Editorial: Earning Our Whinge Wings
Have you ever wondered where we’d be without the right to complain? Here in Canada we’re fortunate enough to be able to take for granted our right to moan about food in a restaurant or roll our eyes at slow service at the grocery store. But let’s take a moment now and think of the unfortunate millions who live under the yoke of repressive regimes. If citizens of these countries head out to the local watering hole and start carping on about the personal shortcomings of Dictator X, the repercussions are swift, fierce, and often fatal.
Yes, we’re lucky here in Canada.
And being so fortunate, we need to show our appreciation by getting out and voting in our civic elections this Saturday. After all, there’s nothing like a fine whine to allow our thoughts to take whinge and soar. Would we like kvetch-up with our sour grapes?
Of course we would.
But we also need to do our share. Griping is a time-honoured tradition in Rossland as it is in hundreds of communities all across this great land. In a cold climate, the value of boiling blood can not be underestimated as a survival strategy: in mid-January, it’s not uncommon to see shivering clots of Rosslanders huddled together at the top of Granite or out on the lonely outer reaches of Gibbards trail warming themselves with heated words about the benighted state of council’s collective soul. It’s a tradition we can’t allow to wither away as a result of citizen apathy.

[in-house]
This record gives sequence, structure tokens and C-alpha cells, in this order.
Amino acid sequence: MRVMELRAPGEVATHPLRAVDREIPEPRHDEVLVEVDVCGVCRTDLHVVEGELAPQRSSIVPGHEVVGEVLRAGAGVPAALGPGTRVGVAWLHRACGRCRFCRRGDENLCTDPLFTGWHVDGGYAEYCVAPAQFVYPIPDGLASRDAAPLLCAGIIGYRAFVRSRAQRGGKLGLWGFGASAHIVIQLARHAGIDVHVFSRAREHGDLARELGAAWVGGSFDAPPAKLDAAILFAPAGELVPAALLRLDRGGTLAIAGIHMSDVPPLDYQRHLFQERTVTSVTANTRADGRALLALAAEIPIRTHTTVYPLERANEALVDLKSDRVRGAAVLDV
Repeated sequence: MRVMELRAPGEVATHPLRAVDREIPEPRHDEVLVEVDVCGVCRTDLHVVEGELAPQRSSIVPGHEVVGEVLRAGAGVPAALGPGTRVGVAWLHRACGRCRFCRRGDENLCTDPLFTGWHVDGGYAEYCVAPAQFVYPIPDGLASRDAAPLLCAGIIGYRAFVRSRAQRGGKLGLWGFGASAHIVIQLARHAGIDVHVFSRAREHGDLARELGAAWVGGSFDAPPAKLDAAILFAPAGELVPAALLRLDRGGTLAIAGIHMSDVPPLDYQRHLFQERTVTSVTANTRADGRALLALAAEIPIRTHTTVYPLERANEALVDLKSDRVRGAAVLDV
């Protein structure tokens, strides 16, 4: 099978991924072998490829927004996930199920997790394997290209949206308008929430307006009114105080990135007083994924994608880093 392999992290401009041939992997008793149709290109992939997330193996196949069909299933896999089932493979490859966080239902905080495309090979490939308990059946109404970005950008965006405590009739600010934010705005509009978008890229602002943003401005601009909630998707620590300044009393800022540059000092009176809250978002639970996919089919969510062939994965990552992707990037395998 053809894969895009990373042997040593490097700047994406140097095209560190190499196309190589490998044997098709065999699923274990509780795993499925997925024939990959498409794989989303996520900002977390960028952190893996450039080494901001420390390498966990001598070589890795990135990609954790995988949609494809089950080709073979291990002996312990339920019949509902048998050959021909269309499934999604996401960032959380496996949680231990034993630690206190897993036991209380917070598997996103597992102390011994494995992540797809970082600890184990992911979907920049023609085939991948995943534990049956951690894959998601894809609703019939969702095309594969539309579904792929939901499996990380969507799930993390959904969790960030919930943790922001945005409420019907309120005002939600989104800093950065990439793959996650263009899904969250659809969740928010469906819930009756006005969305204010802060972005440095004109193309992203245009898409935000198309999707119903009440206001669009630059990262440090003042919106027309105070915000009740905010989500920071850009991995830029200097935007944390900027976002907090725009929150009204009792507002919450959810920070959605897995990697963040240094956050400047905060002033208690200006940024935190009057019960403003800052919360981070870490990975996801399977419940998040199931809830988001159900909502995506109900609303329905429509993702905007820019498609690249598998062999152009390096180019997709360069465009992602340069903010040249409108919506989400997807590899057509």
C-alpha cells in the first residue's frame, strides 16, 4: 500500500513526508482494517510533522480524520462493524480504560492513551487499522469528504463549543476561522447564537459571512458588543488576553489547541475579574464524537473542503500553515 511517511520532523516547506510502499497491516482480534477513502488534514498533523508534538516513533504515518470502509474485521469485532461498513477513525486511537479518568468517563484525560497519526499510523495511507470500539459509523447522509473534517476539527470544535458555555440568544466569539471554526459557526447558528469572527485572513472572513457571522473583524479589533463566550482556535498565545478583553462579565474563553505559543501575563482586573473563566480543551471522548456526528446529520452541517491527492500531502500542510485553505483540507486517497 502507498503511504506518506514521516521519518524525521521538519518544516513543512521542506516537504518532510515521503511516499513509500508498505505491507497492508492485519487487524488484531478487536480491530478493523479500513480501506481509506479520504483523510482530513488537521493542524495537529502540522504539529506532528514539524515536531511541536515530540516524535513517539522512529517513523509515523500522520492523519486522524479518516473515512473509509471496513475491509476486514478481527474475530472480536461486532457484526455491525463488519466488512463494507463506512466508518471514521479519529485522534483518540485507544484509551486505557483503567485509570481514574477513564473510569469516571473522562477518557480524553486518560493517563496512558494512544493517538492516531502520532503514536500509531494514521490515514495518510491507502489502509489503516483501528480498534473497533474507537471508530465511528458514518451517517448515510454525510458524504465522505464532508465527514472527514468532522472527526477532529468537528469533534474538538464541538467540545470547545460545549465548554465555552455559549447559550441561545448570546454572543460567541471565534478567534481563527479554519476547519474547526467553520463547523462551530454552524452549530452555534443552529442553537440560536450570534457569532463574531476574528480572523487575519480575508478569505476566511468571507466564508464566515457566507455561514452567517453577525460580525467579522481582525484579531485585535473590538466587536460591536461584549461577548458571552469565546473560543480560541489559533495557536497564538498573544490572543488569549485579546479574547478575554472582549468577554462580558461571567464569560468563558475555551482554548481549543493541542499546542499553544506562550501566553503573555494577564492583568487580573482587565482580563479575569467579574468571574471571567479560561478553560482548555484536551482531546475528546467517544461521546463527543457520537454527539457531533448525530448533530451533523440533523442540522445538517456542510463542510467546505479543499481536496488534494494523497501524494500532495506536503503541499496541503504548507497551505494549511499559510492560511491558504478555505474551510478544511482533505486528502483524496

Think about it.
How can we, in all fairness, presume to draw sustenance from the foibles of our elected representatives if we don’t actually help elect them in the first place? We can’t. How can our elected representatives let us down if we don’t hold up our part of the bargain and give them our vote in the first place? They can’t.
They need our help.
So go to the Telegraph’ election section today and educate yourself on the candidates and where they stand on the issues. Make certain to choose only the best-qualified candidates. Then head out to the Miner’s Hall on Saturday and vote. And remember, our care in electing the new council will make their eventual fall all the harder and our subsequent dismay all the more satisfying.
Then on Sunday, we can start complaining again.